Su Pollard's voiceover did try to prepare us. 'Warning!' she growled at the outset of The Baby Boomer's Guide To Getting Old (More4). 'This programme contains old people talking about sex. Get over it!' And she wasn't kidding. Honestly, you'd think the over-70s never think about anything else.Christopher Stevens, Daily Mail, 14th June 2017
Debut of a new series that claims to illuminate a new demographic phenomenon - the fact that post-65 retirement is now often measured in decades rather than years - but which is mostly a reality show. The conceit is that well-known personages - among them Edwina Currie, Kenny Lynch and Esther Rantzen - will explore different aspects of later life. Tonight, it's love, with Henry Blofeld and Amanda Barrie running a dating agency.Andrew Mueller, The Guardian, 13th June 2017
Bob Servant Independent (Wednesday, BBC Four) was a slight sitcom which missed a comic trick by not treating its subject, politics, more seriously. The new remake of Yes, Prime Minster, which I will review on another occasion, shows how this can be done.
A shame, because the premise wasn't bad: that people with big egos who are successful in one field often think they can walk into a second career in politics (think Esther Rantzen who stood as an independent in Luton at the last election). The eponymous, would-be politician in this six-part comedy was a burger magnate played by Brian Cox (the other one). In terms of his appearance he was clearly meant to resemble a certain maverick MP with a Scottish accent and a moustache, but the one we're thinking of, the highly litigious one, cares deeply about his politics, whereas this character was shallow beyond belief.
The result was farcical and predicable: when the campaign poster was unveiled - "Vote Bob Servant because you know him and he's OK" - Servant was bound to do an indignant double take. There is nothing wrong in having a proud and pompous figure constantly undermined - Captain Mainwaring is the supreme example - but Servant lacked the necessary dignity to carry it off. In consequence, this was instantly forgettable.Nigel Farndale, The Telegraph, 27th January 2013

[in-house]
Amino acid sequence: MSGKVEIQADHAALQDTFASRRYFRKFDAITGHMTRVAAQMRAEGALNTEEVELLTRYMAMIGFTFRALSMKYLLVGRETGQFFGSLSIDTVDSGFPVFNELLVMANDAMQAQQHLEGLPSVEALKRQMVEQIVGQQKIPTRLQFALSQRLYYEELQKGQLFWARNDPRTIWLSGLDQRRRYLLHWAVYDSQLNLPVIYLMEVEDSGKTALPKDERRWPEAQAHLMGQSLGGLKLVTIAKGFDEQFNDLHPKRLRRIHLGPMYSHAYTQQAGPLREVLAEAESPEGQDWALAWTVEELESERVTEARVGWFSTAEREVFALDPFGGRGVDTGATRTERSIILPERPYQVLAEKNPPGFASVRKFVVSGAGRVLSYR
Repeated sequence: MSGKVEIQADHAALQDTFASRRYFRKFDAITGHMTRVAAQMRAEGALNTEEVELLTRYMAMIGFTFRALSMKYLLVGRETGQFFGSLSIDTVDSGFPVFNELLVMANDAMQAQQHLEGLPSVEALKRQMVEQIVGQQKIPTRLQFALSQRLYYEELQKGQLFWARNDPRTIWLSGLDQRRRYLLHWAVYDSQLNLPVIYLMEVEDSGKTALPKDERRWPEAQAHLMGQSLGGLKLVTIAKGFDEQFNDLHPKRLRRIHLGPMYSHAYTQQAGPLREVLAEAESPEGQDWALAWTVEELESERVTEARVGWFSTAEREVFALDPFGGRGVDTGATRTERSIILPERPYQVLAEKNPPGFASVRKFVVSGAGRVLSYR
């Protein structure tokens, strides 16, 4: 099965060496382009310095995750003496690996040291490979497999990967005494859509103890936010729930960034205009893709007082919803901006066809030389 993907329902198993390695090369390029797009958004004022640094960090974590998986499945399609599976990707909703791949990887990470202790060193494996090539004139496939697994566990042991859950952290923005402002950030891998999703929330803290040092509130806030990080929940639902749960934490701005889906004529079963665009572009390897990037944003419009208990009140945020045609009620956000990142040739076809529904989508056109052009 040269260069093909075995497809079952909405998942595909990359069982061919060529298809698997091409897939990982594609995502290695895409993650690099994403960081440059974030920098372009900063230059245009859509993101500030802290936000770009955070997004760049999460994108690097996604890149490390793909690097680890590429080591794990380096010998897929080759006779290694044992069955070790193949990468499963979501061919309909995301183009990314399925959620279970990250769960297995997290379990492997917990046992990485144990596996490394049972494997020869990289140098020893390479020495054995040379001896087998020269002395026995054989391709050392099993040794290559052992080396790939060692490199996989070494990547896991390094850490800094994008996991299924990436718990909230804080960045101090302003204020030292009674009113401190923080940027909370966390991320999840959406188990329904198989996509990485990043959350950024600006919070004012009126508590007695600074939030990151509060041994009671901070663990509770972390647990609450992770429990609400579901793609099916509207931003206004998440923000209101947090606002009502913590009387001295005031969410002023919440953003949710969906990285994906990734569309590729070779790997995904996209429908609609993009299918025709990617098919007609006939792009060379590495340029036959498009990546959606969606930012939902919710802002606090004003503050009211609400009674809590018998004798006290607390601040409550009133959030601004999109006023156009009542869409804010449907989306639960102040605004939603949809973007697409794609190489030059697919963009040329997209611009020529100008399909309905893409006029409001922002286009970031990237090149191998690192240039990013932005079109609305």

The life and career of Spike Milligan has been incredibly well-documented over the years. We know about the scars left by war, the misanthropy, the depression and the freaky and original humour. It's hard to argue that this John Sergeant-helmed doc adds very much to the world's sum of Milligan-knowledge but it's watchable enough all the same. Sergeant, in news that won't be particularly surprising to Strictly fans, began his career as a comedian. He's always been in awe of Milligan and here, he visits a few of Spike's old haunts and chats to the likes of Michael Palin, Noel Fielding and Esther Rantzen. Finally, he plays The Goon Show to a classroom of modern kids to see if Milligan's comedy stylings still cut the mustard. And cheeringly, it seems that they do.Phil Harrison, Time Out, 8th April 2012
This Radio 4 show moved to BBC4 earlier in the year, and now gets a terrestrial repeat on Friday nights. The format is simple: take a good-for-a-chuckle celeb (eg Clive Anderson, Esther Rantzen) and film them as they try a new experience. Tonight Nigel Havers tells Marcus Brigstocke what it's like to watch The Simpsons, get a tattoo and listen to The Smiths for the first time . . . As far as R4 banter-comedy goes, it's not bad. File alongside, if not necessarily in, Room 101.The Guardian, 14th August 2009